History of the Irish Red and White Setter

HISTORY OF THE IRISH RED AND WHITE SETTER BREED

It does not seem clear when the Irish Red and White Setter first appeared as a breed. However there is reference to "spaniels established in England, mostly white with red patches" by the 14th century. (Leighton-Boyce, G. 1973) It does appear that the name "spaniel" was used to describe dogs used for sport and not a particular breed type. By the 16th century "setting dogs" were referred to in numerous manuscripts and by the 17th century dogs resembling the Irish Red and White Setter appeared in numerous paintings. By the mid eighteenth century "setters" had become an essential and prized possession for the sporting country gentleman. The colour of the "setters" varied from almost all red, red with white paws, etc. white with red patches to almost completely white dogs.

irish red and white setter a favourite setterIn 1863 at the Rotunda Show in Dublin, both colours were exhibited but from this time onwards the "red setter" appears to take over the red and white setter in popularity. The revival of the Irish Red and White Setter begins in the early 1900's and a number of Irish people were responsible for getting the breed into its current situation.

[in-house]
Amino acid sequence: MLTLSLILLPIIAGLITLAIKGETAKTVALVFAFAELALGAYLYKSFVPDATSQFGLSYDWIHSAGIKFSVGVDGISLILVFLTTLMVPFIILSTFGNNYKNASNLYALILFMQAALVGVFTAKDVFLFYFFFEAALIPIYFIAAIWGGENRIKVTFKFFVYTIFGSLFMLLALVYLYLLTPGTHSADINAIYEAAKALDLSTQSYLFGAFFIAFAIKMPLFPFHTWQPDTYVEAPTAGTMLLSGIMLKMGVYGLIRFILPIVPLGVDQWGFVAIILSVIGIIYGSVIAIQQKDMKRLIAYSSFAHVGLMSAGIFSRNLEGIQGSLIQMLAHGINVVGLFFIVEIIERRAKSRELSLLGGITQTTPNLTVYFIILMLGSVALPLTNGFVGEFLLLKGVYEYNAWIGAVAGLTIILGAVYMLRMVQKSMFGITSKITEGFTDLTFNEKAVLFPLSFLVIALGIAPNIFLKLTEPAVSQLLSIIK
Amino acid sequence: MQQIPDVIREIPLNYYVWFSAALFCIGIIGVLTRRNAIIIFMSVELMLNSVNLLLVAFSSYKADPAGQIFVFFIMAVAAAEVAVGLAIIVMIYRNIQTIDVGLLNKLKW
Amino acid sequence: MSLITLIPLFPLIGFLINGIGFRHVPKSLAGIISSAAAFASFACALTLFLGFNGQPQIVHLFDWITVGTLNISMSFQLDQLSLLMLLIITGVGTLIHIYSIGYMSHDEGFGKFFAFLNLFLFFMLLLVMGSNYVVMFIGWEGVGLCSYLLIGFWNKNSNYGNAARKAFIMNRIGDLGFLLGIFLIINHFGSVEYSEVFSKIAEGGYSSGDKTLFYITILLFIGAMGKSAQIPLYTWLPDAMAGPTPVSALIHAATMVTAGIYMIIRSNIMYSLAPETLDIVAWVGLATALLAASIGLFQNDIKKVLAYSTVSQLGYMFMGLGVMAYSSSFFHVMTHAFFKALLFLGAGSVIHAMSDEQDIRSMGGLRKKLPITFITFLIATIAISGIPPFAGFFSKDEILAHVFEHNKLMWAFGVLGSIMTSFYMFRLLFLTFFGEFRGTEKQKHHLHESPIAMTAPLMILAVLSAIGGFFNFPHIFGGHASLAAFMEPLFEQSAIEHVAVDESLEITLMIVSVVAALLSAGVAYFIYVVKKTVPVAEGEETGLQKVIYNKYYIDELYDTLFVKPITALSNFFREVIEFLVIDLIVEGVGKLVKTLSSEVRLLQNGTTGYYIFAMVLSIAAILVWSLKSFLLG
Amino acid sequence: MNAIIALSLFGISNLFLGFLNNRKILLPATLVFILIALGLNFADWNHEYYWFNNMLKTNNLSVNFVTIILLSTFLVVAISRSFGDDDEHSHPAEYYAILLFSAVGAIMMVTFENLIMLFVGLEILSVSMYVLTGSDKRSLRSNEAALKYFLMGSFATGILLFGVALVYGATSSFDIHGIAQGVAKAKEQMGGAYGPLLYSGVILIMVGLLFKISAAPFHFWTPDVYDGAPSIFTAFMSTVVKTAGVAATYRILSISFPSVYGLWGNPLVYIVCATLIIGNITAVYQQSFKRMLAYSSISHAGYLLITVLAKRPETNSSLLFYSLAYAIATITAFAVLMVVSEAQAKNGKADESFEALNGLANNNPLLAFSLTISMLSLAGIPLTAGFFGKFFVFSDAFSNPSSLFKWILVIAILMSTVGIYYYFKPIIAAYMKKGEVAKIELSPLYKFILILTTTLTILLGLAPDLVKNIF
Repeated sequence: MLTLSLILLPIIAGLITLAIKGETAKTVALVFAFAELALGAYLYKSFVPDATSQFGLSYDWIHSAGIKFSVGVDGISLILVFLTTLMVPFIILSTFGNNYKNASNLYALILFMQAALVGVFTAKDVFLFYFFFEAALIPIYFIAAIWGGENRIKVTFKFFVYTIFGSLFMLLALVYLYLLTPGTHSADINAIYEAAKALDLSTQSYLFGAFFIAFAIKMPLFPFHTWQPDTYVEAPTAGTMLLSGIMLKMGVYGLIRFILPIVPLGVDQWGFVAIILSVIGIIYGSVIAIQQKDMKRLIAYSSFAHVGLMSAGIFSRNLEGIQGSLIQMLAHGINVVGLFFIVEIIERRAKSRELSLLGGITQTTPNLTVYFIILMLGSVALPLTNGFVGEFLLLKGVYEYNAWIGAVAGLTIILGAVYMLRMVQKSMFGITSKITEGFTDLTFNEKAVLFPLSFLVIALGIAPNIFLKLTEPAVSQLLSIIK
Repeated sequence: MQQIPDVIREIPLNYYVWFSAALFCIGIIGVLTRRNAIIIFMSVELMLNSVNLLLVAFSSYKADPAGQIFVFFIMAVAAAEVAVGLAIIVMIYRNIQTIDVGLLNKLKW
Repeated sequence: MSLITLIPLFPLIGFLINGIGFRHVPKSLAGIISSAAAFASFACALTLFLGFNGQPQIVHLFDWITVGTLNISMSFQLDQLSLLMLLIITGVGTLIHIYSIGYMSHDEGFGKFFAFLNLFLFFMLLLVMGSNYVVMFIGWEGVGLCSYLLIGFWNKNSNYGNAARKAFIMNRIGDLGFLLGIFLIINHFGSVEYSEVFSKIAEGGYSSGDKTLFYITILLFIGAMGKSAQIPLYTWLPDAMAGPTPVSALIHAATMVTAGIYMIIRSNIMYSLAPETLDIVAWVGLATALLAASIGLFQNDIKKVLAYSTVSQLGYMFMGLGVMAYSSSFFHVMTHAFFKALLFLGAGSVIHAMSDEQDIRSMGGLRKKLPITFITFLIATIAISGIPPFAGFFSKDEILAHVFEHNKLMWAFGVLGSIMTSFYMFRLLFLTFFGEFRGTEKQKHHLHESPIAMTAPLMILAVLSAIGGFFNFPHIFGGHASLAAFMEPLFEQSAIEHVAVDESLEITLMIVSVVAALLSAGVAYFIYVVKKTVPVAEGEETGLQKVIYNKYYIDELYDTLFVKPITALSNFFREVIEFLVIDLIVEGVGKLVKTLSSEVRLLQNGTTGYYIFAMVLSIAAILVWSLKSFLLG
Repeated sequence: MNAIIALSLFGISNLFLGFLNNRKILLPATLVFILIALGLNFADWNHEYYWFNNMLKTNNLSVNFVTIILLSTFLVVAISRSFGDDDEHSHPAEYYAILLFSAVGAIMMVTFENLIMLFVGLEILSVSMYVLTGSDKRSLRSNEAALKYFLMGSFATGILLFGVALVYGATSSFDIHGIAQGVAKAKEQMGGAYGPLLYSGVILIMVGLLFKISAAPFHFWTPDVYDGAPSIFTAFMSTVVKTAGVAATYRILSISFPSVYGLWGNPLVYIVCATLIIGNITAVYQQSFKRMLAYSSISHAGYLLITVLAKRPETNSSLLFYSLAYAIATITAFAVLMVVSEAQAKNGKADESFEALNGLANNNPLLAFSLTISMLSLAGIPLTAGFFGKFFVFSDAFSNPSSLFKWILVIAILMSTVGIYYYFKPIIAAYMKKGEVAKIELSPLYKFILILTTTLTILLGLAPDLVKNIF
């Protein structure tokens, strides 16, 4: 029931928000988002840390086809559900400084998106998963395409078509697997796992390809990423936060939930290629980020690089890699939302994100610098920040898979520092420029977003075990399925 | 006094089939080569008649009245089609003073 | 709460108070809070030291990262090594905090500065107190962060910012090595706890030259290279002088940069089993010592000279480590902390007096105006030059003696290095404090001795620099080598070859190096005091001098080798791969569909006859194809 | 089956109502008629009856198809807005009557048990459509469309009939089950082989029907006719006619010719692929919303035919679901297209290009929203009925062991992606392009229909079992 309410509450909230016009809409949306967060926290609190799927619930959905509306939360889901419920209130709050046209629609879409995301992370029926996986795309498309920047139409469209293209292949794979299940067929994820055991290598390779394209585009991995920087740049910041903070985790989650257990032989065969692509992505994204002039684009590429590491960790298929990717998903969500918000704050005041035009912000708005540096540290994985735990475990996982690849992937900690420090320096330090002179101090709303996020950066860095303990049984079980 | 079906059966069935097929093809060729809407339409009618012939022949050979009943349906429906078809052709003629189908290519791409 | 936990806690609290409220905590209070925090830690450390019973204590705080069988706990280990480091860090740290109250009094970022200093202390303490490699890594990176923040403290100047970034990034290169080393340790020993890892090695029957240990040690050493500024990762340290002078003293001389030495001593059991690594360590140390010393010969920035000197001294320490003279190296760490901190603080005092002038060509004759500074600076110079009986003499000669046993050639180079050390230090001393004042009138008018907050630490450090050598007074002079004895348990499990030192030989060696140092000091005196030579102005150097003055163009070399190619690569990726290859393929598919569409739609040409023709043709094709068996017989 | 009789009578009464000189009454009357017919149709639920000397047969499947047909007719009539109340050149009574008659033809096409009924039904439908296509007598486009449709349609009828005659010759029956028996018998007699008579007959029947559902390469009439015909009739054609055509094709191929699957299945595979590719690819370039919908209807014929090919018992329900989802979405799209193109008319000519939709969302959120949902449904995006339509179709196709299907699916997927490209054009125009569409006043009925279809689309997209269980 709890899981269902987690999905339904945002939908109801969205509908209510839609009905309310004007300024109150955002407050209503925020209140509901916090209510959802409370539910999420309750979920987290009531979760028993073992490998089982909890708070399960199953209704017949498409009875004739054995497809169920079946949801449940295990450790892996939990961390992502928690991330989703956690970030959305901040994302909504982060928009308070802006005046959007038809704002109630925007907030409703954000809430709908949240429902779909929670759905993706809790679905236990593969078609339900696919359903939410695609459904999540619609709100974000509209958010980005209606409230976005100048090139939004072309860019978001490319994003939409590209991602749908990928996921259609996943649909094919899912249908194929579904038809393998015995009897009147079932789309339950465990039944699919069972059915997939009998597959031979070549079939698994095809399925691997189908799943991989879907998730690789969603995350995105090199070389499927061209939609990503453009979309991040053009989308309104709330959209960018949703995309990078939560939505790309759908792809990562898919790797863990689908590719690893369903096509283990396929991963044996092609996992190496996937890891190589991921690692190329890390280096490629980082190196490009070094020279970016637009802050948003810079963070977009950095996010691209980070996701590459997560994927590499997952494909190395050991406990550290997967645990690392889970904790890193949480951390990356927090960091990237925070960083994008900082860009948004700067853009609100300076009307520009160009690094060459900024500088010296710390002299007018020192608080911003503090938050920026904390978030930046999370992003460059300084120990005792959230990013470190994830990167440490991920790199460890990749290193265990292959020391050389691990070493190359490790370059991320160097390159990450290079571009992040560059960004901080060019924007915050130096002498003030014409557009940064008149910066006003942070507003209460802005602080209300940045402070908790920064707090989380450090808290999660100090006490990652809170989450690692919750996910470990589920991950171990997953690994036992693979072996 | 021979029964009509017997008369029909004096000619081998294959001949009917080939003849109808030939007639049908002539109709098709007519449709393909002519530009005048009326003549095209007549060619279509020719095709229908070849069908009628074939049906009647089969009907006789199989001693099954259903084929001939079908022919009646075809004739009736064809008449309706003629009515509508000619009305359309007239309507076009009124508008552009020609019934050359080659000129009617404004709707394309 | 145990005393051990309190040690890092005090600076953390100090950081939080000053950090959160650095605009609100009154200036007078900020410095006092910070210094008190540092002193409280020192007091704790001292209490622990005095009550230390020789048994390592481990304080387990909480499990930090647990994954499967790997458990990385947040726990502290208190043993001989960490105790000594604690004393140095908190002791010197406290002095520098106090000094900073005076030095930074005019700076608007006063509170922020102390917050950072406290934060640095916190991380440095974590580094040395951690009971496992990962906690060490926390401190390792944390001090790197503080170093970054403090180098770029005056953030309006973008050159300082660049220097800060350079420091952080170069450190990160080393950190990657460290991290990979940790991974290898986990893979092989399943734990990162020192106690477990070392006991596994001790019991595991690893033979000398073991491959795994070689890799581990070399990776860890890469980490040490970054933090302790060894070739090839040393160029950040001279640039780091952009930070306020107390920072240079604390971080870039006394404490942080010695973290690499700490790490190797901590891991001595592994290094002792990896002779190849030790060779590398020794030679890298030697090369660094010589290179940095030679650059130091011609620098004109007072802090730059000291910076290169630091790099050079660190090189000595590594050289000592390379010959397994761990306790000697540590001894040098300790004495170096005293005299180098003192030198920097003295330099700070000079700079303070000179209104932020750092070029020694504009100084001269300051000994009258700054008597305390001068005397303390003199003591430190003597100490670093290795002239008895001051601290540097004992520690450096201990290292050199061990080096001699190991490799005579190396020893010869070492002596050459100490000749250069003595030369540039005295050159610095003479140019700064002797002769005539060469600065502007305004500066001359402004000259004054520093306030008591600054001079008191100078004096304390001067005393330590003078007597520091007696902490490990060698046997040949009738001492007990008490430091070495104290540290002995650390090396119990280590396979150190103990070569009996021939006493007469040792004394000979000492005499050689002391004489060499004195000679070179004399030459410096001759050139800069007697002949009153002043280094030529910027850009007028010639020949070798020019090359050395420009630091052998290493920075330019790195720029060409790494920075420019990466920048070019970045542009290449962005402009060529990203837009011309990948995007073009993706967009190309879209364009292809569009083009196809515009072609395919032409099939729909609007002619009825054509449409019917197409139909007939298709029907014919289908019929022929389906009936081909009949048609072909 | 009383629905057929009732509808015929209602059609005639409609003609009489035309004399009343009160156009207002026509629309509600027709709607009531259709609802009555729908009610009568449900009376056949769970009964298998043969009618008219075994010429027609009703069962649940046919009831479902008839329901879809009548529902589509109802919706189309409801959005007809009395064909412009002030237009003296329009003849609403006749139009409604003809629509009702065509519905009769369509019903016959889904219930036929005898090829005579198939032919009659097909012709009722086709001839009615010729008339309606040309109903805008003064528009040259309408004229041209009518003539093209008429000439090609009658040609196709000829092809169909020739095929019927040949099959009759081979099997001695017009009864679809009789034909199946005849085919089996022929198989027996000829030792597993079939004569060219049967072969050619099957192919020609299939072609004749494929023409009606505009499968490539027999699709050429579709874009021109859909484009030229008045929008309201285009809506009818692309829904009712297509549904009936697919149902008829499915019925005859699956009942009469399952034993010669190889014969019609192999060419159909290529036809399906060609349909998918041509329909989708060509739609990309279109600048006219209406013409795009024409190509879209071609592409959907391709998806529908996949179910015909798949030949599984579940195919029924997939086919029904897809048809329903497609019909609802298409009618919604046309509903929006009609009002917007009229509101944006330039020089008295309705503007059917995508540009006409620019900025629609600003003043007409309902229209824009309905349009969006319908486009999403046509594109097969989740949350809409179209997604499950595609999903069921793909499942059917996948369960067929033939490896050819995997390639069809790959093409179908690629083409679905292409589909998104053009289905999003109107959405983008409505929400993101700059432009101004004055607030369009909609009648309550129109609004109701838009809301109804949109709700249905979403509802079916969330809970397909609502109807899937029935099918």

The Setter painting 1812Reverend Noble Huston, Mr R Cleland, Mr & Mrs Cuddy to name but a few. A large amount of interbreeding of “Irish Red Setters" and "Irish Red and White Setters" has made the breed what it is today and we owe a lot to these pioneering people. In April 1977 Mrs Cuddy had a litter of puppies which contained one perfectly marked red and white dog puppy. Ann and Alan Gormley flew to Ireland and purchased this little dog puppy which was to have a remarkable influence on the future of the breed. He was named Harlequin of Knockalla and was certainly the dog which started a great amount of interest in the United Kingdom.

Harlequin of KnockallaIn 1980 Alan decided to enter Harlequin at Crufts as his Green Star wins in Ireland qualified him for entry - but "Irish Red and White Setters" were unknown in England at this time and he was classed as an "Irish Red Setter" and benched in the middle of them all. I can still remember to this day the attention this dog received and this sparked off my interest and the interest of numerous other people in this country to further the development of the breed.

If you are interested in finding out more about the history of this beautiful breed then please contact me via email or through the Cormallen Gundogs Blog.

Bibliography

Leighton-Boyce, G. (1973). Irish Setters. London: Arthur Barker Limited.